I’ve been a total grandma lately. Case in point: I’m currently sitting in my living room under a crocheted blanket and a snoozing lap dog. Cookie makes a fine laptop stand. My other grandmotherly activities of late include polishing silverware, tending to my houseplants, mending my chambray shirt and baking cookies. I can’t decide if I want to pick my knitting needles or golf clubs once all my things are in order.
A few Saturday nights ago, I stayed in and spent the evening testing roasted eggplant techniques. Good grief, I’m 27 going on 70! Salted vs. unsalted, halved vs. cubed, skin on vs. peeled. I decided on unsalted, cubed and peeled. You’ll see that I didn’t completely peel the eggplants in these photos. I wanted to verify my peeled verdict (ok, I was being lazy) and later regretted it.
I also tried miso butter, an idea I picked up from a recent issue of Martha Stewart Living. I decided to brown the butter first, add black pepper, and toss it with spaghetti and cubed eggplant roasted to golden pillowy perfection. Japanese miso might seem like a funny addition to Italian pasta, but the Japanese have been serving eggplant with miso (Nasu dengaku) for ages. The miso lends a salty, umami-flavored, magical je ne sais quoi to the dish.
I always know when I’ve hit something really good when I lose my grasp on space and time whilst going back for the next bite, and finally push back my plate with a “woah.” In reality, the woah might be an expletive, but my grandmother reads my posts so I try to keep myself in check. I hope you’ll give the recipe a shot and come back to report your uncensored opinion.
- 1 large or 2 medium eggplants (about 1.75 pounds), skin peeled off with a vegetable peeler
- 2 tablespoons olive oil
- sea salt
- 6 ounces whole grain thin spaghetti (about ½ box)
- 5 tablespoons butter
- freshly ground black pepper
- 2 tablespoons white miso*
- ⅓ cup freshly grated Parmesan
- Preheat the oven to 425 degrees Fahrenheit. Chop the eggplant into ¾-inch chunks and toss in olive oil until all the edges are lightly coated in oil. Sprinkle with salt and arrange on a baking sheet in a single layer. Bake for 35 to 40 minutes, tossing halfway. Pierce one of the large pieces with a fork and make sure it doesn't offer any resistance—if it does, put the pan back in the oven for a few more minutes.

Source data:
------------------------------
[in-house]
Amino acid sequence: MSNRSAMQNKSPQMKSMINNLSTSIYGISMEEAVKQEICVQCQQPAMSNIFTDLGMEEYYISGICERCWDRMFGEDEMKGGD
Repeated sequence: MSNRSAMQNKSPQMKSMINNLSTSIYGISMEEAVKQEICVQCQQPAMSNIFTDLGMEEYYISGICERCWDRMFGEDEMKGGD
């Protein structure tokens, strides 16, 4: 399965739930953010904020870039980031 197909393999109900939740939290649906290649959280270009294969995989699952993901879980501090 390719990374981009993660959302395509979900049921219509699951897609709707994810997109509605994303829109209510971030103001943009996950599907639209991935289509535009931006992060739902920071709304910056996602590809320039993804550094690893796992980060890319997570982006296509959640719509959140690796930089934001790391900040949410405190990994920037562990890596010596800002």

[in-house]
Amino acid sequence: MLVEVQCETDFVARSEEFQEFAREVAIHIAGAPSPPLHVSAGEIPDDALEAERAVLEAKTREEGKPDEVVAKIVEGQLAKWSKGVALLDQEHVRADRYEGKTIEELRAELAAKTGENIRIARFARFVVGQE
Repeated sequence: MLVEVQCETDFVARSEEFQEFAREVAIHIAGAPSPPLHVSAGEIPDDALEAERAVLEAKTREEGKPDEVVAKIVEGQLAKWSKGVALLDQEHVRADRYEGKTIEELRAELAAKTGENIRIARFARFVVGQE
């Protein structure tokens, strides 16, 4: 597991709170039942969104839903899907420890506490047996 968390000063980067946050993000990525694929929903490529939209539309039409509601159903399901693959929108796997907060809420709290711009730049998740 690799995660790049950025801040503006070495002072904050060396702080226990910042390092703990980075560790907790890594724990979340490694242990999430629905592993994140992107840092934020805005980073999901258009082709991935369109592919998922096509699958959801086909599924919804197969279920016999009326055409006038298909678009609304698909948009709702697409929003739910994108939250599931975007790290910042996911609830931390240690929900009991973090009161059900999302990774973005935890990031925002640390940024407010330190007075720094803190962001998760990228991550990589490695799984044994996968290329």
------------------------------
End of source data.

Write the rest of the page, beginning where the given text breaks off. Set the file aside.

- Bring a large pot of salted water to boil and cook the spaghetti according to package directions. Remove the pan from heat, reserve one cup of cooking water and drain off the rest. Return the spaghetti to the pan.
- Plop the butter into a small saucepan and let it melt over medium heat. Shimmy and swirl the pan by the handle often so the butter doesn't splatter (if you hear a gurgling, pressurized sound, you need to stir the butter immediately!). Continue to heat the butter, swirling frequently, until you see little brown flecks in the bottom of the pan (this takes about three minutes).
- Remove the butter from heat and add a few twists of black pepper to the pan. Let the butter cool for a minute, then use a small whisk to mix in the miso. Then whisk in ¼ cup cooking water. (Do not add water to boiling hot butter!)
- Toss the spaghetti with the roasted eggplant, miso brown butter and ample grated Parmesan. Serve immediately.
- Miso butter adapted from Martha Stewart.
- *I used Miso Master Organic's mellow white miso. It's pretty readily available in well-stocked supermarkets and health food stores these days. Look for it in the refrigerated section near the tofu.
P.s. Find my gingersnap pumpkin ice cream sandwiches on Design Sponge!